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Wednesday, 1 May 2013


Karachi Stocks Up 159.57 Points:
KARACHI, Apr 30: At the close of trading, the KSE-100 index was at 18982.42, up 159.57 points. 
(Today 2nd  April- Market is 111.59 Up@ 11.04 am)

April 30, 2013


Bata Pak
Rs 108.10
Island Textile
Rs (29.83)
Colgate Palmolive
Rs 92.62
Sanofi Aventis
Rs (16.09)
Rafhan Maize
Rs 77.54
Premium Textile
Rs (7.19)
Wyeth Pak
Rs 76.33
Indus Motor Co
Rs (6.63)
Nestle Pak
Rs 50.00
Blessed Textile
Rs (4.50)
Pakistani stocks close higher, rupee steady
KARACHI: Pakistani stocks closed higher on Tuesday amid expectations that the landmark May 11 general elections will be held on time and the economic situation will improve after the change of government.
Heavyweights Oil and Gas Development Corporation and Muslim Commercial Bank Limited rallied due to institutional buying.
Fauji Fertiliser Company also performed well after its excellent payout.  Fauji Cement Company Limited remained the volume leader after its march result attracted some interest.
The Karachi Stock Exchange’s (KSE) benchmark 100-share index ended 0.85 percent, or 159.57 points, higher at 18,982.42 points.
Fauji Cement Company Ltd rose 2.08 percent to 8.85 rupees and Pakistan Telecommunication Company Ltd fell 2.19 percent to 17.90 rupees.
In the currency market, the rupee ended steady at 98.39/98.44 against the dollar.
Overnight rates in the money market fell to 9 percent from Monday’s close of 9.40 percent.

Company News:
Hubco seeks Rs5bn to run 225MW plant: LAHORE, May 1: Hubco wants the government to make an upfront payment of Rs3-5 billion to enable it to resume power generation from its 225MW plant in Narowal.
A senior Hubco official told Dawn on Wednesday that the company had shut down its Narowal plant on March 26, 2013 after operating it partially since Jan 4 because of non-payment of its dues by the government. The resumption the plant can reduce power cuts in Punjab by 40-50 minutes, he said.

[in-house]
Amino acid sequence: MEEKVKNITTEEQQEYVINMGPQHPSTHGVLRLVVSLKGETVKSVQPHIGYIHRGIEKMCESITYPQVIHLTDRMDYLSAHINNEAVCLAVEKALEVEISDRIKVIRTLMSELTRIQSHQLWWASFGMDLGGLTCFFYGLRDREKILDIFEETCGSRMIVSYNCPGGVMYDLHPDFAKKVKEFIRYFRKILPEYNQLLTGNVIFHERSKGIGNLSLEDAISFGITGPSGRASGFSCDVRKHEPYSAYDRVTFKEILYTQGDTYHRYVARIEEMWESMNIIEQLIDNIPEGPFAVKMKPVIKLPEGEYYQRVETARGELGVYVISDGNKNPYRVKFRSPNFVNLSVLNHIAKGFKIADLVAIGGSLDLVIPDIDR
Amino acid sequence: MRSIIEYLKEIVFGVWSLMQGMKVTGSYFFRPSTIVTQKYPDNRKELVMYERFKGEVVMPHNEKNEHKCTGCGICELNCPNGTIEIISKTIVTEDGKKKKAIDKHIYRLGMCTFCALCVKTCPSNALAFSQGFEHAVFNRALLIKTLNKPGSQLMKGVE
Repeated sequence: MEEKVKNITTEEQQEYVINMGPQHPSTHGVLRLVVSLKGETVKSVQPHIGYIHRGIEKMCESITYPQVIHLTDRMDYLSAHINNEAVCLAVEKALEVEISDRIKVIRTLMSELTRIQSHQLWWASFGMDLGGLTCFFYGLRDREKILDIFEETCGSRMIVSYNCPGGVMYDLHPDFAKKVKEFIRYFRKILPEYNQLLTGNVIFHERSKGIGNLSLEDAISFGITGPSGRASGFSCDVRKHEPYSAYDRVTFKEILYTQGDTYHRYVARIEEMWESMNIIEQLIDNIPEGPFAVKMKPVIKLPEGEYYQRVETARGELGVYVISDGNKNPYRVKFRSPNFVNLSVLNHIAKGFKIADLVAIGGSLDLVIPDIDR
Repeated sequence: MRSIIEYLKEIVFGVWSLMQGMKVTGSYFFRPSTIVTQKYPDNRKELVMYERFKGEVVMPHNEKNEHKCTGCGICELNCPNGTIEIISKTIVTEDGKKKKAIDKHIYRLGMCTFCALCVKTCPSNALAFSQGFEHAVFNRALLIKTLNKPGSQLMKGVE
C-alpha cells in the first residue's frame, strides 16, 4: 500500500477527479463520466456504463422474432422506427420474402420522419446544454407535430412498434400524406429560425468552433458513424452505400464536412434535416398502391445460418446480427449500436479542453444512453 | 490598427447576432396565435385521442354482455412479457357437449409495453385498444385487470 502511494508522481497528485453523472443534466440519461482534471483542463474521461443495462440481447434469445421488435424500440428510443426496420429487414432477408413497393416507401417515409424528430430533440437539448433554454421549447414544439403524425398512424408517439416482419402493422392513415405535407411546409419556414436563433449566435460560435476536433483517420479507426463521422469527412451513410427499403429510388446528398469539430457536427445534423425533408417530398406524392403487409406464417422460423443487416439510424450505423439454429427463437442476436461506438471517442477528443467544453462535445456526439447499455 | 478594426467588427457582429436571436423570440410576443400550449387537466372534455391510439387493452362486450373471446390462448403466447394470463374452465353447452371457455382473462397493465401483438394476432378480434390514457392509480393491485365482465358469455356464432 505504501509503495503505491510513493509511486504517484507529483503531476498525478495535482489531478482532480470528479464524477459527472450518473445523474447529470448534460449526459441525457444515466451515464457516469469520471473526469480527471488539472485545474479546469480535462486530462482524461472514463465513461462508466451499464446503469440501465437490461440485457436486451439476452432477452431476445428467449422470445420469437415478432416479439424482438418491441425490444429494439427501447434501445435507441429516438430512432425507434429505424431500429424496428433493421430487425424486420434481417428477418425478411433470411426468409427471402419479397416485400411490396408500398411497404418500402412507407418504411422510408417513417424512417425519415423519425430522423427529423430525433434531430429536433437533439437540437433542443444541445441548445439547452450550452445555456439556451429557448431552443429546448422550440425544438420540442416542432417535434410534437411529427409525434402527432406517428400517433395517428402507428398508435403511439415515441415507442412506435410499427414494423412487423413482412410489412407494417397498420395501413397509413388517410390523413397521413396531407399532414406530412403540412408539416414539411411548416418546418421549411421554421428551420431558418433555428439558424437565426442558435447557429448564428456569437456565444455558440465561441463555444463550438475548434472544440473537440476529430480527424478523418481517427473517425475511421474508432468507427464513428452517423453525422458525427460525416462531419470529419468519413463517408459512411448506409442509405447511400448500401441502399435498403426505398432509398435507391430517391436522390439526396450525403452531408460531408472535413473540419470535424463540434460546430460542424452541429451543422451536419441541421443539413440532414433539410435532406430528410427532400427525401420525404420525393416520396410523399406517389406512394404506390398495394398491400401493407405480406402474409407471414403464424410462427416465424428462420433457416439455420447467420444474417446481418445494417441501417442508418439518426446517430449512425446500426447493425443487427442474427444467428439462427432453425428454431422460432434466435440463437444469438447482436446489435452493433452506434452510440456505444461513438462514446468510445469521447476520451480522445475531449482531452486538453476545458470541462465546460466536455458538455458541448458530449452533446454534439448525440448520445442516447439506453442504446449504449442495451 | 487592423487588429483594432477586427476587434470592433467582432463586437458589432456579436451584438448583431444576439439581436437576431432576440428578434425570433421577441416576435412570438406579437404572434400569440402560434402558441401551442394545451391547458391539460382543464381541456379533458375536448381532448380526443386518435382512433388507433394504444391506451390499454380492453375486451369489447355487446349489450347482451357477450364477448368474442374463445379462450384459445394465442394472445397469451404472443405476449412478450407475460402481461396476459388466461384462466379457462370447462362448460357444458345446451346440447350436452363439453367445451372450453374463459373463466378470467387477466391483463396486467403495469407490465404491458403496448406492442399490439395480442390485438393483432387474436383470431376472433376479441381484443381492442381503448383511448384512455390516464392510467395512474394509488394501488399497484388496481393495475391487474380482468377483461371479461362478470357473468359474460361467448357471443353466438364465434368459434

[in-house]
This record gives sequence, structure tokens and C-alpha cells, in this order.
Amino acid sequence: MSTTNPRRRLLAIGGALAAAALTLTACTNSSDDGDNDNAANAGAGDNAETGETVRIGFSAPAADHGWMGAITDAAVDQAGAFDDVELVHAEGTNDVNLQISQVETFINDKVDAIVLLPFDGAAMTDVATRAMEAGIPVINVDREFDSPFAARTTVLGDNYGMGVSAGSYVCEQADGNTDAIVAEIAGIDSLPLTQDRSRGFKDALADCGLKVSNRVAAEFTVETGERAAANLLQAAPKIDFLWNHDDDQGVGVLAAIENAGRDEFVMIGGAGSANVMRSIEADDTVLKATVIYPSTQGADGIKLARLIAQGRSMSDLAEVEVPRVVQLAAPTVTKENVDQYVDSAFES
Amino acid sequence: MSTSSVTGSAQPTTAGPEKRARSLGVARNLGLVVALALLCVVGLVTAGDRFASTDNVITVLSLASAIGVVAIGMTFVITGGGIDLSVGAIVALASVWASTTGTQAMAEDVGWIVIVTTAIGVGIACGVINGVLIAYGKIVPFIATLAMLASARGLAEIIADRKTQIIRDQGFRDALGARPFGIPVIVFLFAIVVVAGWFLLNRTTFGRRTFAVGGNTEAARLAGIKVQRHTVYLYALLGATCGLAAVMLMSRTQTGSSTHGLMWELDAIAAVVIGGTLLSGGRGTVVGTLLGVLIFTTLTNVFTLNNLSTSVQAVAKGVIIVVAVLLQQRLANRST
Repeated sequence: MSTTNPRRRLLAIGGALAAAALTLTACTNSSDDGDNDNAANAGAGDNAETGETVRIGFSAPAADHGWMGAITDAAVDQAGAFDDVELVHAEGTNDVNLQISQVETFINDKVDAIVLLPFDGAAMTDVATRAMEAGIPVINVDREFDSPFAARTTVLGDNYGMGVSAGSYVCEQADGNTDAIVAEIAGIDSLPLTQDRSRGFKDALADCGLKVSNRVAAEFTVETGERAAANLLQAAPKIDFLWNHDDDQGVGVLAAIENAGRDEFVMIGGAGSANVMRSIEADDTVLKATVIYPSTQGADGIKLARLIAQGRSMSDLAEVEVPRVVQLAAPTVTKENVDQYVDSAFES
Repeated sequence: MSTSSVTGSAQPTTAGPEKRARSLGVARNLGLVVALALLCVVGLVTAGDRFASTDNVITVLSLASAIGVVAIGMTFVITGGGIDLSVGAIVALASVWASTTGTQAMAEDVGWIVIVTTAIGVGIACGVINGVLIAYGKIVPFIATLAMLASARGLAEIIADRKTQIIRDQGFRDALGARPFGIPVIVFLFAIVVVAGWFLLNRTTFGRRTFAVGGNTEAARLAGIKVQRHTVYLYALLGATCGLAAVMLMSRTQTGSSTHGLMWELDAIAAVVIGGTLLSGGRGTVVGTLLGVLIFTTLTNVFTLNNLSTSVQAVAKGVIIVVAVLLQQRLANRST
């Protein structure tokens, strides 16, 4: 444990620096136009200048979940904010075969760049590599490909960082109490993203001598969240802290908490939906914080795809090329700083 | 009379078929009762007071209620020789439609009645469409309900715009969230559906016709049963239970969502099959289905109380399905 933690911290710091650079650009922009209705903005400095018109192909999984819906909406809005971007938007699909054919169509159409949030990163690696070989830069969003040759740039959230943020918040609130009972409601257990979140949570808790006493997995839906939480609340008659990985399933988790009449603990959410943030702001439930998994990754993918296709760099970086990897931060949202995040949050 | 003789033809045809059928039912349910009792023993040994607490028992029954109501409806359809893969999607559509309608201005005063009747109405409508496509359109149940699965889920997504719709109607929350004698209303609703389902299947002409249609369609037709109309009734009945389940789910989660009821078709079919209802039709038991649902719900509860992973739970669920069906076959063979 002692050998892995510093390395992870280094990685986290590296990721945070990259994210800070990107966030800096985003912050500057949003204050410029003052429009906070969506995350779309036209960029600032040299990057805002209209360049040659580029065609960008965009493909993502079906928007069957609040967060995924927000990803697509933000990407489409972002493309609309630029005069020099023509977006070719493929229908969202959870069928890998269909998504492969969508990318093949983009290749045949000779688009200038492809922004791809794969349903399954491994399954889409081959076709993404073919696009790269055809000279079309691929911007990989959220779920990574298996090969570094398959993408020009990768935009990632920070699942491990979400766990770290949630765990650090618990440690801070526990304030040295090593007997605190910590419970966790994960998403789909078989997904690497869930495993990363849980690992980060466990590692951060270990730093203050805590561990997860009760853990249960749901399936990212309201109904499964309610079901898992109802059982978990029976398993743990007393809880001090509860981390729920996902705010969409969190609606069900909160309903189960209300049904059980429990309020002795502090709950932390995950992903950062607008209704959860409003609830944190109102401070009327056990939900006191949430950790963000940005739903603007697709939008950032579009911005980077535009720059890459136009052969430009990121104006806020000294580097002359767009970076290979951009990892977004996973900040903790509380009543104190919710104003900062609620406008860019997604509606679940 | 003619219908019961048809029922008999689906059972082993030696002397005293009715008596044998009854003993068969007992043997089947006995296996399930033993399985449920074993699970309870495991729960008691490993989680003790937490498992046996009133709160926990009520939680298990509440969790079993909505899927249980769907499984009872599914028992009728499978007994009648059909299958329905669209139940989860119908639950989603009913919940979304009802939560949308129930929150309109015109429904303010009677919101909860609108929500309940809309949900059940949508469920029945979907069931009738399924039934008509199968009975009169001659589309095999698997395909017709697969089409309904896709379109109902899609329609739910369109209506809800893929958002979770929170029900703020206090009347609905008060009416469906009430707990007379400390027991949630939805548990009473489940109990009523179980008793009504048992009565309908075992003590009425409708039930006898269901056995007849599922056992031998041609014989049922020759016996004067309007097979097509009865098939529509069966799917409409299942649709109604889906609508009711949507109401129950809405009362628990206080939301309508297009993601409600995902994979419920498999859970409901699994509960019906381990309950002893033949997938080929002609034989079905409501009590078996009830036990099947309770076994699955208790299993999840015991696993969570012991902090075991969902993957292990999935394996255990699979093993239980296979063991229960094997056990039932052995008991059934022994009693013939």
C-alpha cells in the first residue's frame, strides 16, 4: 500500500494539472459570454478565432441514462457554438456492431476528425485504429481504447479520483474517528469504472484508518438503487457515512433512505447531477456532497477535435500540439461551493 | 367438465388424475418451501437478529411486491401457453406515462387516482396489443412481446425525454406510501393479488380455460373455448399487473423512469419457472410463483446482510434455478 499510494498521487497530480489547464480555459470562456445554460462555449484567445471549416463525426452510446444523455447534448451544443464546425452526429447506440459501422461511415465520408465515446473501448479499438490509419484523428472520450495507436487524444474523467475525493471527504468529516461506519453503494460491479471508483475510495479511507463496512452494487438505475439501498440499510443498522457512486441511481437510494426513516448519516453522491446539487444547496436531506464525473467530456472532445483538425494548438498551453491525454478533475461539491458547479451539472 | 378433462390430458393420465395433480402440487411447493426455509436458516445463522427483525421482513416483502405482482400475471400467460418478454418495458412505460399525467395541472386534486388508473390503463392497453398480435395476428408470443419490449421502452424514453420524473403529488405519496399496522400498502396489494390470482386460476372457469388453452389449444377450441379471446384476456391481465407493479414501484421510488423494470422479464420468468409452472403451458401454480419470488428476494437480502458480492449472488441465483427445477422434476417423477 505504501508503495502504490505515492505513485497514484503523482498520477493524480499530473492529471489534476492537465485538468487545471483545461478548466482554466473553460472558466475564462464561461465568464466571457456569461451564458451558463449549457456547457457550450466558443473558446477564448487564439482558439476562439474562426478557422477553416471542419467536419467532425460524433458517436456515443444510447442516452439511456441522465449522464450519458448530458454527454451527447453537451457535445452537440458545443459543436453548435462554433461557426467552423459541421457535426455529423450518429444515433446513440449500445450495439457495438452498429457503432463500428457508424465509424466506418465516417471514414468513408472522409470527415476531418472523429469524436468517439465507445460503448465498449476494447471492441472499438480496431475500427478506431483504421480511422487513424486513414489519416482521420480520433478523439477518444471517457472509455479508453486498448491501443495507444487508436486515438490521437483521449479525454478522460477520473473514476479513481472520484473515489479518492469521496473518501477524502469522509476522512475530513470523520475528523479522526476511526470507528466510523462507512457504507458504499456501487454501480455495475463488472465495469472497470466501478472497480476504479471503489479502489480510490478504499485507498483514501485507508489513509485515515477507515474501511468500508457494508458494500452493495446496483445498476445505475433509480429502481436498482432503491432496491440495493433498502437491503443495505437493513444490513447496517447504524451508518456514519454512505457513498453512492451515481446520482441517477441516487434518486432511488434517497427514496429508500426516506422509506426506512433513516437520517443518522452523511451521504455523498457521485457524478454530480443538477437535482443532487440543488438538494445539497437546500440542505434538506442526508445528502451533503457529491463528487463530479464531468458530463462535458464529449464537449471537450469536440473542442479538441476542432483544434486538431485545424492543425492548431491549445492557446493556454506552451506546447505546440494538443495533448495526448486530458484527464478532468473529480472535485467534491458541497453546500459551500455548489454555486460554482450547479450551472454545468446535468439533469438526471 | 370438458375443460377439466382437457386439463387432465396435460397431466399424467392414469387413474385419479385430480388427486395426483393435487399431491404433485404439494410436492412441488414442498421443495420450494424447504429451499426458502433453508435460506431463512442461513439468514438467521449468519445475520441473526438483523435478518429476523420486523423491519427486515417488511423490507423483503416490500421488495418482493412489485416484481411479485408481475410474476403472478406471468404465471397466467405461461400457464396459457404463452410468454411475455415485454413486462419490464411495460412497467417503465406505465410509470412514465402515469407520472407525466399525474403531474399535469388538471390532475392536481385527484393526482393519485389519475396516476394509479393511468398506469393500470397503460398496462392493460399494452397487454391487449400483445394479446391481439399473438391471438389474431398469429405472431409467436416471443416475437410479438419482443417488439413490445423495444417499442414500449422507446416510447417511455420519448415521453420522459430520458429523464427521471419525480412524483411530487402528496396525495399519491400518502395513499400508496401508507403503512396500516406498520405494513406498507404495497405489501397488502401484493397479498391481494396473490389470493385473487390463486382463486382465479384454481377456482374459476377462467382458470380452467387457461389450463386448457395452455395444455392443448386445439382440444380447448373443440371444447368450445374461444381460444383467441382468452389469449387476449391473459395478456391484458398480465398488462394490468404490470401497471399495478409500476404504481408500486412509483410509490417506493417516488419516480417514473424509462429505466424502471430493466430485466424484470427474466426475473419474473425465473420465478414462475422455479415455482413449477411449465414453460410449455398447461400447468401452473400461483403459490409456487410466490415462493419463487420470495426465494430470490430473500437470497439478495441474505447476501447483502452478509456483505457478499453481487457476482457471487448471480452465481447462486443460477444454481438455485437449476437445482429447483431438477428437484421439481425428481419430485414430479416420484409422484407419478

He said the overdue amount for Narowal plant had exceeded Rs19bn, causing the company to default on its payment of Rs3.2bn to its Saudi oil supplier, Bakri. The last payment of Rs3bn was made by the government in early March.
On March 26, the company was given Rs8 million. “How a private sector oil supplier can continue to provide oil without getting its dues and how can we run the plant unless we have cash to meet the daily expense of Rs80m? he asked.
He also demanded equitable treatment to all the independent power producers (IPPs) with regard to repayment of their dues. “At the moment some IPPs that went to Supreme Court last year against non-payment by the government have been receiving partial payments on the court orders and are able to operate while others are either running partially or are shut down owing to huge unpaid dues.
The receivables of the Narowal plant are thrice the receivable of other similar IPPs,” he said.
He was hopeful that the petroleum and water and power ministers would take notice of this discriminatory practice against the company and take immediate actions to solve this problem to bring this efficient power plant of 225MW on line.
He claimed that the reduced fuel supply had also affected the operations of the Hub power plant in Balochistan during the third quarter of this fiscal year to March.
“The fuel supplier has reduced supply below the requirements for daily operations and fuel stock is at alarming level. The supplier has also warned us of encashing the company’s guarantees due to non-payment of dues of fuel supplied to the Narowal plant. And if such a thing
happens it will affect our other generation operations,” he added.


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